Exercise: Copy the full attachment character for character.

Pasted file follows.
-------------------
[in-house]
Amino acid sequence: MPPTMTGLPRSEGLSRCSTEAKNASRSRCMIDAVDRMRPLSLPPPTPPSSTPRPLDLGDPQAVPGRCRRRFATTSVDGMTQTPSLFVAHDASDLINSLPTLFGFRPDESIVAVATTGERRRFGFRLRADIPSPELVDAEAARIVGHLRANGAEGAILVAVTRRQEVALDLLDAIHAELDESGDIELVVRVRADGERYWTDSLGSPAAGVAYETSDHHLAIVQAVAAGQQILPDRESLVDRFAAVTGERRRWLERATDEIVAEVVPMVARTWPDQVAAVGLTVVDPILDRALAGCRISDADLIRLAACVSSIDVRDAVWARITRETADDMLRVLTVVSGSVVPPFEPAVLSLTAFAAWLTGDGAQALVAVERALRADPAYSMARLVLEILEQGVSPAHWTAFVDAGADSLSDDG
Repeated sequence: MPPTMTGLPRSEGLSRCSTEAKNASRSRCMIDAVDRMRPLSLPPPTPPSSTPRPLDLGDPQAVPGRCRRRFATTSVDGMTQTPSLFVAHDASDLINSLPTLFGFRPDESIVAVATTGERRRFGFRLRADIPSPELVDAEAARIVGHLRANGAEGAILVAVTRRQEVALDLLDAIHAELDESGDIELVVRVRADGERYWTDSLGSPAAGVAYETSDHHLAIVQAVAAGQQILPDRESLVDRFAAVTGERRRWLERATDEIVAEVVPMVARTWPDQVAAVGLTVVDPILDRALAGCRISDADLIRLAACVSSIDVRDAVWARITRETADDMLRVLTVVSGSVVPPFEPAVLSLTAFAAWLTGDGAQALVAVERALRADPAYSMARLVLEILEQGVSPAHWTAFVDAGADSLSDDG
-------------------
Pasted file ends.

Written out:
[in-house]
Amino acid sequence: MPPTMTGLPRSEGLSRCSTEAKNASRSRCMIDAVDRMRPLSLPPPTPPSSTPRPLDLGDPQAVPGRCRRRFATTSVDGMTQTPSLFVAHDASDLINSLPTLFGFRPDESIVAVATTGERRRFGFRLRADIPSPELVDAEAARIVGHLRANGAEGAILVAVTRRQEVALDLLDAIHAELDESGDIELVVRVRADGERYWTDSLGSPAAGVAYETSDHHLAIVQAVAAGQQILPDRESLVDRFAAVTGERRRWLERATDEIVAEVVPMVARTWPDQVAAVGLTVVDPILDRALAGCRISDADLIRLAACVSSIDVRDAVWARITRETADDMLRVLTVVSGSVVPPFEPAVLSLTAFAAWLTGDGAQALVAVERALRADPAYSMARLVLEILEQGVSPAHWTAFVDAGADSLSDDG
Repeated sequence: MPPTMTGLPRSEGLSRCSTEAKNASRSRCMIDAVDRMRPLSLPPPTPPSSTPRPLDLGDPQAVPGRCRRRFATTSVDGMTQTPSLFVAHDASDLINSLPTLFGFRPDESIVAVATTGERRRFGFRLRADIPSPELVDAEAARIVGHLRANGAEGAILVAVTRRQEVALDLLDAIHAELDESGDIELVVRVRADGERYWTDSLGSPAAGVAYETSDHHLAIVQAVAAGQQILPDRESLVDRFAAVTGERRRWLERATDEIVAEVVPMVARTWPDQVAAVGLTVVDPILDRALAGCRISDADLIRLAACVSSIDVRDAVWARITRETADDMLRVLTVVSGSVVPPFEPAVLSLTAFAAWLTGDGAQALVAVERALRADPAYSMARLVLEILEQGVSPAHWTAFVDAGADSLSDDG